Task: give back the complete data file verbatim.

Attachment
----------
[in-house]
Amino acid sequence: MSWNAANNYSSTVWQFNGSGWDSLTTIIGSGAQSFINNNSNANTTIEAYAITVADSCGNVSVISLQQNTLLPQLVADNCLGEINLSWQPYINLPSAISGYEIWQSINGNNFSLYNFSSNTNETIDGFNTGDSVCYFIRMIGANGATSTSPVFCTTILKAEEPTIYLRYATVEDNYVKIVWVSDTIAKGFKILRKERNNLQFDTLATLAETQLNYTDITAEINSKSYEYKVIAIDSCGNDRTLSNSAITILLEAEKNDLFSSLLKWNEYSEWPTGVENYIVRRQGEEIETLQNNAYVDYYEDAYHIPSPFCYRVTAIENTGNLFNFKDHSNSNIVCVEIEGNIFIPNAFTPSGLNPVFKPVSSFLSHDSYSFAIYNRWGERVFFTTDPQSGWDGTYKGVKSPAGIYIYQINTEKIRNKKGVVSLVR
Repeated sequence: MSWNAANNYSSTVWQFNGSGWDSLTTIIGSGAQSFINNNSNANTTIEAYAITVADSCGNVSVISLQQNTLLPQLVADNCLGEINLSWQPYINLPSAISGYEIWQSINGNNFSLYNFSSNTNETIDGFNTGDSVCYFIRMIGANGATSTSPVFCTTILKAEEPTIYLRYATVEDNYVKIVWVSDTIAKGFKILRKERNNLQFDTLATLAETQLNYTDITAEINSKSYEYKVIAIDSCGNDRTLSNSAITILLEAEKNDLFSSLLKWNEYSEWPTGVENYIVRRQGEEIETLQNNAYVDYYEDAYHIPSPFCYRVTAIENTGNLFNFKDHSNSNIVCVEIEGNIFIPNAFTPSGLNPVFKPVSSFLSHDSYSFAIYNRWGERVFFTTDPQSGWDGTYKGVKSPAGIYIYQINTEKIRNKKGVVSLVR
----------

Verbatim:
[in-house]
Amino acid sequence: MSWNAANNYSSTVWQFNGSGWDSLTTIIGSGAQSFINNNSNANTTIEAYAITVADSCGNVSVISLQQNTLLPQLVADNCLGEINLSWQPYINLPSAISGYEIWQSINGNNFSLYNFSSNTNETIDGFNTGDSVCYFIRMIGANGATSTSPVFCTTILKAEEPTIYLRYATVEDNYVKIVWVSDTIAKGFKILRKERNNLQFDTLATLAETQLNYTDITAEINSKSYEYKVIAIDSCGNDRTLSNSAITILLEAEKNDLFSSLLKWNEYSEWPTGVENYIVRRQGEEIETLQNNAYVDYYEDAYHIPSPFCYRVTAIENTGNLFNFKDHSNSNIVCVEIEGNIFIPNAFTPSGLNPVFKPVSSFLSHDSYSFAIYNRWGERVFFTTDPQSGWDGTYKGVKSPAGIYIYQINTEKIRNKKGVVSLVR
Repeated sequence: MSWNAANNYSSTVWQFNGSGWDSLTTIIGSGAQSFINNNSNANTTIEAYAITVADSCGNVSVISLQQNTLLPQLVADNCLGEINLSWQPYINLPSAISGYEIWQSINGNNFSLYNFSSNTNETIDGFNTGDSVCYFIRMIGANGATSTSPVFCTTILKAEEPTIYLRYATVEDNYVKIVWVSDTIAKGFKILRKERNNLQFDTLATLAETQLNYTDITAEINSKSYEYKVIAIDSCGNDRTLSNSAITILLEAEKNDLFSSLLKWNEYSEWPTGVENYIVRRQGEEIETLQNNAYVDYYEDAYHIPSPFCYRVTAIENTGNLFNFKDHSNSNIVCVEIEGNIFIPNAFTPSGLNPVFKPVSSFLSHDSYSFAIYNRWGERVFFTTDPQSGWDGTYKGVKSPAGIYIYQINTEKIRNKKGVVSLVR